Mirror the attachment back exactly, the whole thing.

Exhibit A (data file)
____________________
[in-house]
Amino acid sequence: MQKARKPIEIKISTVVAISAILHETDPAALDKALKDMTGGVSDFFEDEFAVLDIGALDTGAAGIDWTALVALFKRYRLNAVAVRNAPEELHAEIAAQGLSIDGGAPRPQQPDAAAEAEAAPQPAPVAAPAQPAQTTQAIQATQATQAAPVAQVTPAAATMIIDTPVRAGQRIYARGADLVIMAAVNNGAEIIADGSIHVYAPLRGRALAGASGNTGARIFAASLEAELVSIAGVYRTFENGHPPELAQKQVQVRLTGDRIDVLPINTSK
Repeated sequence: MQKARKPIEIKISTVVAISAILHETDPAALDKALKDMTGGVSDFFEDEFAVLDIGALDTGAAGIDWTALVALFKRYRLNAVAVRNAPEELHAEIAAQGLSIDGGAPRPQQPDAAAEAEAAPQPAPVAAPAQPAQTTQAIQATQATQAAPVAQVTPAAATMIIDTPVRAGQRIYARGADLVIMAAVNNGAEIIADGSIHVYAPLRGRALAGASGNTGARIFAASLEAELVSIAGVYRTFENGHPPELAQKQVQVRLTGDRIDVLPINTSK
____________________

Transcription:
[in-house]
Amino acid sequence: MQKARKPIEIKISTVVAISAILHETDPAALDKALKDMTGGVSDFFEDEFAVLDIGALDTGAAGIDWTALVALFKRYRLNAVAVRNAPEELHAEIAAQGLSIDGGAPRPQQPDAAAEAEAAPQPAPVAAPAQPAQTTQAIQATQATQAAPVAQVTPAAATMIIDTPVRAGQRIYARGADLVIMAAVNNGAEIIADGSIHVYAPLRGRALAGASGNTGARIFAASLEAELVSIAGVYRTFENGHPPELAQKQVQVRLTGDRIDVLPINTSK
Repeated sequence: MQKARKPIEIKISTVVAISAILHETDPAALDKALKDMTGGVSDFFEDEFAVLDIGALDTGAAGIDWTALVALFKRYRLNAVAVRNAPEELHAEIAAQGLSIDGGAPRPQQPDAAAEAEAAPQPAPVAAPAQPAQTTQAIQATQATQAAPVAQVTPAAATMIIDTPVRAGQRIYARGADLVIMAAVNNGAEIIADGSIHVYAPLRGRALAGASGNTGARIFAASLEAELVSIAGVYRTFENGHPPELAQKQVQVRLTGDRIDVLPINTSK